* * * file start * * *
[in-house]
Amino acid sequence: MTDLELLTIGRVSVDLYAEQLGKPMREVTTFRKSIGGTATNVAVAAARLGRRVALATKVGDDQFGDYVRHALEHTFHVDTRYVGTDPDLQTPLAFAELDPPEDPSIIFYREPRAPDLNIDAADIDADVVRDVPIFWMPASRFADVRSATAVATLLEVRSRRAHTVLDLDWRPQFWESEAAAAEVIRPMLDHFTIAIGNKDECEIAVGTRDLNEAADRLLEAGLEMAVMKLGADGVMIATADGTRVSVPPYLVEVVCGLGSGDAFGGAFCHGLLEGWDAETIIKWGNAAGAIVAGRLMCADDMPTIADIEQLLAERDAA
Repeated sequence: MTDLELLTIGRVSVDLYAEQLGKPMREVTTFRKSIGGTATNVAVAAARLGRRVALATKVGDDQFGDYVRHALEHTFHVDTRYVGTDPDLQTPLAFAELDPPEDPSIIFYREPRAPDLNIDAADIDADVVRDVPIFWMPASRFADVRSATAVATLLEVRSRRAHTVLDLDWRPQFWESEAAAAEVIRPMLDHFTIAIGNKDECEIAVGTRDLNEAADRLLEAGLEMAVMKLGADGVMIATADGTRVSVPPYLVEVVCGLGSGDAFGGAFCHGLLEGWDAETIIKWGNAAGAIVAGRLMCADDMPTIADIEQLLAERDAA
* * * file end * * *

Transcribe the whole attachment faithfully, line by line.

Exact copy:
[in-house]
Amino acid sequence: MTDLELLTIGRVSVDLYAEQLGKPMREVTTFRKSIGGTATNVAVAAARLGRRVALATKVGDDQFGDYVRHALEHTFHVDTRYVGTDPDLQTPLAFAELDPPEDPSIIFYREPRAPDLNIDAADIDADVVRDVPIFWMPASRFADVRSATAVATLLEVRSRRAHTVLDLDWRPQFWESEAAAAEVIRPMLDHFTIAIGNKDECEIAVGTRDLNEAADRLLEAGLEMAVMKLGADGVMIATADGTRVSVPPYLVEVVCGLGSGDAFGGAFCHGLLEGWDAETIIKWGNAAGAIVAGRLMCADDMPTIADIEQLLAERDAA
Repeated sequence: MTDLELLTIGRVSVDLYAEQLGKPMREVTTFRKSIGGTATNVAVAAARLGRRVALATKVGDDQFGDYVRHALEHTFHVDTRYVGTDPDLQTPLAFAELDPPEDPSIIFYREPRAPDLNIDAADIDADVVRDVPIFWMPASRFADVRSATAVATLLEVRSRRAHTVLDLDWRPQFWESEAAAAEVIRPMLDHFTIAIGNKDECEIAVGTRDLNEAADRLLEAGLEMAVMKLGADGVMIATADGTRVSVPPYLVEVVCGLGSGDAFGGAFCHGLLEGWDAETIIKWGNAAGAIVAGRLMCADDMPTIADIEQLLAERDAA